Toyota to showcase P4 autonomous test car at CES 2019

by Autocar Pro News Desk , 04 Jan 2019

Toyota Research Institute (TRI),  today announced that it will introduce the TRI-P4 automated driving test vehicle on January, 7 2018 at CES 2019. The vehicle is based on the all-new fifth-generation Lexus LS flagship sedan and will be used in TRI's two-track Guardian and Chauffeur automated driving system development.

"Our Chauffeur development is focused on full autonomy, where the human is essentially removed from the driving equation, either completely in all environments, or within a restricted driving domain. Guardian, on the other hand, is being designed to amplify human performance behind the wheel, not replace it. The introduction of the new P4 platform will help us accelerate the development of both tracks when it joins our fleet this spring," said Ryan Eustice, senior vice-president of automated driving at Toyota Research Institute.

Toyota says the P4 benefits from Lexus' new generation of chassis and steering control technology, which provides greater agility and allows for more responsive and smoother manoeuvres during automated driving.

The P4 gets two additional cameras to improve situational awareness on the sides and two new imaging sensors ― one facing forward and one pointed to the rear ― specifically designed for autonomous vehicles. The imaging sensors feature new chip technology with high dynamic range. The company further says the radar system has been optimised to improve the field of view, especially for close range detection around the vehicle perimeter. The LiDAR sensing system with eight scanning heads carries over from the previous test model, Platform 3.0, and morphs into the new vehicle design.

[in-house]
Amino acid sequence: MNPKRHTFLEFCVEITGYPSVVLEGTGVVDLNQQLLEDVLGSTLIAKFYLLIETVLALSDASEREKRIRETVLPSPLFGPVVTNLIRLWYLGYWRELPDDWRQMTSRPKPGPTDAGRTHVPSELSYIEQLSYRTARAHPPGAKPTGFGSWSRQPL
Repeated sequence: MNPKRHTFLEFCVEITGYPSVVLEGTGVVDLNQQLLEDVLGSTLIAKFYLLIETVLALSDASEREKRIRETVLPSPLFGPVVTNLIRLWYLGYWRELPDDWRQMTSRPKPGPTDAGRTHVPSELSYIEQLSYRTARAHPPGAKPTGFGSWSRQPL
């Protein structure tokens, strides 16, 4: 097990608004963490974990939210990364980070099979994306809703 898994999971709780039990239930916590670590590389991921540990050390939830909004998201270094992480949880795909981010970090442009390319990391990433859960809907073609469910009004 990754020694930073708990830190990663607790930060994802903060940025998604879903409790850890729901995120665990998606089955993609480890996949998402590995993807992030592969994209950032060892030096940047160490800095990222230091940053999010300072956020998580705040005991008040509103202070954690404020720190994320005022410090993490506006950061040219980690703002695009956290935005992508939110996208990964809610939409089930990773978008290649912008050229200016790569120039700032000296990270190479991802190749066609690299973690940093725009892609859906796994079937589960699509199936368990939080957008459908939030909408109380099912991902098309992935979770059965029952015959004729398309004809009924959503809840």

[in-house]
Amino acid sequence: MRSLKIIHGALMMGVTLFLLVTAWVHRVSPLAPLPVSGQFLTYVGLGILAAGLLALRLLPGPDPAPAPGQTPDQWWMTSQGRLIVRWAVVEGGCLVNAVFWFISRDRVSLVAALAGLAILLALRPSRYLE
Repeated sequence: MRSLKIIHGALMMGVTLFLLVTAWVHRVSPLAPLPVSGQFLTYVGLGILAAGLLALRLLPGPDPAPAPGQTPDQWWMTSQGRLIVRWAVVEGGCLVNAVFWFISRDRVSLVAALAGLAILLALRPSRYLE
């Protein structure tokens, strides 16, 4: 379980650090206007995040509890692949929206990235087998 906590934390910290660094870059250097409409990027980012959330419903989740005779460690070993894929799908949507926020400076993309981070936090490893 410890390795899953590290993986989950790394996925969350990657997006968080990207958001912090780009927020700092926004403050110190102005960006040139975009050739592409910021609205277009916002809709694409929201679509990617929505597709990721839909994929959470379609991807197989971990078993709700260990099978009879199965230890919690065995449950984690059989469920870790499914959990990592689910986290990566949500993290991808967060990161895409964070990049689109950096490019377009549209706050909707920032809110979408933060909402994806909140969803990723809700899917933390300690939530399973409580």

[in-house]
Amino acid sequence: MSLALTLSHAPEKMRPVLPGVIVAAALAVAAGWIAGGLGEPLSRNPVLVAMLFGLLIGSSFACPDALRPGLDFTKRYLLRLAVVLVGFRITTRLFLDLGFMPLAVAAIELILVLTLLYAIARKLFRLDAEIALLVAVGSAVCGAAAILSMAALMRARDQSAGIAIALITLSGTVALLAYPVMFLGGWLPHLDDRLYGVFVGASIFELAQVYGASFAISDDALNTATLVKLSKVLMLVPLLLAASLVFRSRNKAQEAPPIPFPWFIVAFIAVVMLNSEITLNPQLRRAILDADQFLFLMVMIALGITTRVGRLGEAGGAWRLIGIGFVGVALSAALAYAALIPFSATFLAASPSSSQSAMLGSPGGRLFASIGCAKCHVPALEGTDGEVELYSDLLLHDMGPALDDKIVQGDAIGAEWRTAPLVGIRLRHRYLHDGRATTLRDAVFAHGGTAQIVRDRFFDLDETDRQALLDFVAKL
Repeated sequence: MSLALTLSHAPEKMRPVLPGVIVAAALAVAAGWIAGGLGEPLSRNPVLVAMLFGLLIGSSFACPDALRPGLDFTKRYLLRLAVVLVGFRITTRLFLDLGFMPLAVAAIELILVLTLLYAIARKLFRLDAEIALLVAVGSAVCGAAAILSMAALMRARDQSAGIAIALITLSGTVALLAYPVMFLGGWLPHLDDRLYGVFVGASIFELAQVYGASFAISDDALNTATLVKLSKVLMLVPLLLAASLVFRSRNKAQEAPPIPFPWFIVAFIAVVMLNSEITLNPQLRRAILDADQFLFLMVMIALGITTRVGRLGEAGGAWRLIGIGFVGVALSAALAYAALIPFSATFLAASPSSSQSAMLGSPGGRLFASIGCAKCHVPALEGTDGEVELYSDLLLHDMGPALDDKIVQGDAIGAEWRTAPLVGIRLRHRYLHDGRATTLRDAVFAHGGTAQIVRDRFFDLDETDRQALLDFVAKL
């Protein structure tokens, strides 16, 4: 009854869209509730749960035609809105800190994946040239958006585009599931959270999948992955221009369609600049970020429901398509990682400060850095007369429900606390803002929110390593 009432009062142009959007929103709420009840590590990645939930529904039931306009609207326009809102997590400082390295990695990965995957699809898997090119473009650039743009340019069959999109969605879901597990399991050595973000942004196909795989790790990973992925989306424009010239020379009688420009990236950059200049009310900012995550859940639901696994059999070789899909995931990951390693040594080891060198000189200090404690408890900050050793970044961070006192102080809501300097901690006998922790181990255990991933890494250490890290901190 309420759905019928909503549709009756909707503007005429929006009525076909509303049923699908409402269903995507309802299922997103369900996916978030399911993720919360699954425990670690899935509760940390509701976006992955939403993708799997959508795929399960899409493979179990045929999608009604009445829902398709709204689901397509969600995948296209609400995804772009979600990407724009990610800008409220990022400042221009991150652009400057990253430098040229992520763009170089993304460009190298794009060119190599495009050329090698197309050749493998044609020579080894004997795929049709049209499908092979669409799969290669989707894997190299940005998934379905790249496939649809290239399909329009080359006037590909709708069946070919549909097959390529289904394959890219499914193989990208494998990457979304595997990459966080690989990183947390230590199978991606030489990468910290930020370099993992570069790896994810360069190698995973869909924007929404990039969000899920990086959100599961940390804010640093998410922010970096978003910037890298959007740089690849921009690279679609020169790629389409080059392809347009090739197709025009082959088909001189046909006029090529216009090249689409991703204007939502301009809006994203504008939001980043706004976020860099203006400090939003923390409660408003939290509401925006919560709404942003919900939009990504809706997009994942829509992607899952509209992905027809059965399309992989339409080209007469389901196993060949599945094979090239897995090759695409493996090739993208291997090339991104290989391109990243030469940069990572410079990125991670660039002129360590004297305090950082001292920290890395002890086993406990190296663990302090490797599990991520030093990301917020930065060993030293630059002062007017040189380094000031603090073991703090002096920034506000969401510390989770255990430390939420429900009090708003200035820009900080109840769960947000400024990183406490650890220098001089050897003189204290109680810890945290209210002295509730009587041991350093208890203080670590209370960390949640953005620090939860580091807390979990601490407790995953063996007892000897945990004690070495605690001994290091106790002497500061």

TRI states that the P4 is a much smarter research vehicle than its predecessor, with greater computing power, its systems can operate more machine learning algorithms in parallel for faster learning. Additionally, it can also process sensor inputs faster and react more quickly to the surrounding environment. All the computing system power is now drawn from the vehicle's hybrid battery with the 12v battery now serving only as a backup.

The compute box in the trunk, which serves as the 'brain' of the automated driving system, has been re-imagined. It is now tucked vertically against the rear seat transom, folding down to access the circuitry. This frees up the entire floor of the trunk for hauling cargo. TRI says it once again tapped CALTY Design Research in Ann Arbor, Michigan, USA to handle styling. 

Scott Roller, senior lead designer at CALTY Design Research said, "We took a holistic approach to integrating autonomous componentry into the design of the new LS. The result is a fluid surface embracing advanced technology loosely inspired by science fiction in the graphic separations between form and function."

Toyota Motor North America (TMNA) R&D's Prototype Development Centre in York township, Michigan, USA will begin fabricating P4 vehicles from stock models in the first half of CY 2019.


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